Santa Barbara contends Parent knew Student's emotional difficulties were impacting Student's ability to benefit from education by Student's entry into high school, and from January of 2018 through October of 2019 Student demonstrated that emotional dysregulation severely impacted Student's ability to learn. Santa Barbara argues the latest possible date that Student could have timely filed an action against Santa Barbara would have been two years after Student stopped attending Santa Barbara's schools in October of 2019.


The law, as set out in Avila, M.M., and Alexopulos, looks at when a parent knew or should have known the underlying facts and had awareness that a student's needs were not being addressed. Parent knew Student had difficulty in school due to emotional dysregulation when Student was in middle school. Student continued having difficulties through high school and was severely affected by online threats and harassment in January of 2018. The situation reached such severity that Santa Barbara County offered Student mental health services. Parent knew Santa Barbara County was involved because Parent transported Student to the County's mental health services sessions and met with Student's counselors. Parent knew of Student's disabling condition and need for intervention to access education more than two years before Student filed for due process. 


Santa Barbara contends that “at the very least” Student knew or should have known everything relating to the claims at issue by the time Student disenrolled. This, however, is exactly the sort of “strict occurrence” rule disavowed by Avila. (Avila, supra, 852 F.3d at 943.) Just because all the events may have occurred more than two years before Student filed for due process and no further contact or interaction took place afterwards does not mean a parent would have had all information necessary to pursue a claim. Additional information may afterwards come to light that explains, contextualizes, or completes the facts necessary to pursue a claim. 


However, Student's characterization of the triggering event for the statute of limitations in this matter is incorrect. Student contends neither Student nor Parent even suspected Student might be eligible for special education services until meeting with an attorney in 2022. However, they did not produce evidence of what they knew in 2022 when they arranged a meeting with an attorney that they did not know or reasonably have access to in 2019 or by April 18, 2020. Student simply learned that an attorney was willing to pursue a claim against Santa Barbara for the events that took place prior to 2020. Hearing that one has a potentially viable legal claim does not add to the knowledge of facts underlying the request for relief. Parents knew of Student's educational issues and possible need for services due to disability as early as middle school, when Student began receiving mental health services from Santa Barbara County in March of 2019 and certainly by October of 2019, when Student changed schools due to difficulty accessing her education within Santa Barbara.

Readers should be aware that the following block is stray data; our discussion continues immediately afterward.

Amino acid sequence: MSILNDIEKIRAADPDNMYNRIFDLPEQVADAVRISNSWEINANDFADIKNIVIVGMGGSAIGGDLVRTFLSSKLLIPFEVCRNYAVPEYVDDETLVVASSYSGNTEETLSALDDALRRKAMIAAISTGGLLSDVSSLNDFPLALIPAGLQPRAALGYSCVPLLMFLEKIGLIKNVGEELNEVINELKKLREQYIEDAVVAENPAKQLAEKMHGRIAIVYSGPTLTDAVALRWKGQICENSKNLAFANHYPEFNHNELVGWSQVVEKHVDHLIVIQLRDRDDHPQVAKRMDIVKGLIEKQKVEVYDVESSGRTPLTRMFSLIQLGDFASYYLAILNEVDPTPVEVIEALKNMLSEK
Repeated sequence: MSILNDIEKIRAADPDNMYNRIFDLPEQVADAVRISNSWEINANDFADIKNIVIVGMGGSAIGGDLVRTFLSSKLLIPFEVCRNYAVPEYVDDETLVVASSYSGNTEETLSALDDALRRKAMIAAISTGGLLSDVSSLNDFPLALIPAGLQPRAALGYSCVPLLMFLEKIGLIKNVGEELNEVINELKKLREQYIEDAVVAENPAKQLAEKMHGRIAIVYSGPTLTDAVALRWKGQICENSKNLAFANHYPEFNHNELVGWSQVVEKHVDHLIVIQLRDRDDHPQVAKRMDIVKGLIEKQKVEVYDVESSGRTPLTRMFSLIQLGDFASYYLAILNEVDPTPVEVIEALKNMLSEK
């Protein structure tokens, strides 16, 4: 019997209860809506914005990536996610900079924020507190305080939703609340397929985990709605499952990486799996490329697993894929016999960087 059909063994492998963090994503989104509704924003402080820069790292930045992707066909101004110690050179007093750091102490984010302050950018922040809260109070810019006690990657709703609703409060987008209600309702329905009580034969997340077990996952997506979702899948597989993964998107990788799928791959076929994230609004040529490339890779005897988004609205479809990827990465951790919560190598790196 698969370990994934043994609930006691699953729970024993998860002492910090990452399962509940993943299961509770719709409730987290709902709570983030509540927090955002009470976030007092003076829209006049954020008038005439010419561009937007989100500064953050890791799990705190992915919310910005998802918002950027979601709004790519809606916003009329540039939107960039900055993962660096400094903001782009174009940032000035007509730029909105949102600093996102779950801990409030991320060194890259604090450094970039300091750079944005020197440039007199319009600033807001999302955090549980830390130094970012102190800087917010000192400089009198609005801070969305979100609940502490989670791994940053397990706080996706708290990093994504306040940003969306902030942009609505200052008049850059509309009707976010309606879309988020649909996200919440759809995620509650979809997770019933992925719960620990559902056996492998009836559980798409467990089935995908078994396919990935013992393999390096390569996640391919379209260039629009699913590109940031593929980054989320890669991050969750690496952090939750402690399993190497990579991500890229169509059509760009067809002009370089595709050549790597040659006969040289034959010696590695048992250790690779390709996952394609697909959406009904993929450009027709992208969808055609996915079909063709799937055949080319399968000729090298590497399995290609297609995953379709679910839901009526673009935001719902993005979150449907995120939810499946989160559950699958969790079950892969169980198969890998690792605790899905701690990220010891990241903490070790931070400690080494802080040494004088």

STUDENT'S AFFIRMATIVE DEFENSE ARGUMENT


Student's written closing argument asserts that Santa Barbara's raising the issue of the statute of limitations constitutes an affirmative defense, placing the burden of proof upon it to show that Student or Parent knew of the facts underlying the claims at issue prior to 2020. Because only Student testified at hearing, and neither parent was called to testify, no evidence was presented about what Parents knew, and there is no evidence contrary to Student's assertion of ignorance about the underlying facts prior to 2022. This, Student argues, means that Santa Barbara has failed to carry its burden on its affirmative defense, and the matter should proceed to the second phase of the hearing on Student's child find claims in Issue 2. 


Student's complaint states Student was suffering academically due to anxiety and emotional issues. To establish that Parents knew from middle school that emotional issues and inability to focus were impairing Student's academic achievement, factual development beyond the pleadings is typically required. “[C]omplaints need not anticipate, and attempt to plead around, potential affirmative defenses.” (Davis v. Indiana State Police, 541 F.3d 760, 763 (7th Cir. 2008) (citing Gomez v. Toledo (1980) 446 U.S. 635, 640). However, the allegations in Student's complaint are judicial admissions, which Student may not disavow. "[A] pleaded fact is conclusively deemed true as against the pleader." (Dang v. Smith (2010) 190 Cal.App.4th 646, 657.)


In addition to the statements in Student's complaint, hearing has taken place on Student's claims. Student testified about emotional and academic issues that occurred in middle school and that Santa Barbara reacted only by providing accommodations under Section 504 of the Rehabilitation Act of 1973. Student's issues continued and worsened, to the point where Student disenrolled from Santa Barbara and enrolled in a charter school. All of those events occurred more than two years before Student filed for due process. Those facts were established through Student's testimony and corroborate the allegations in Student's complaint.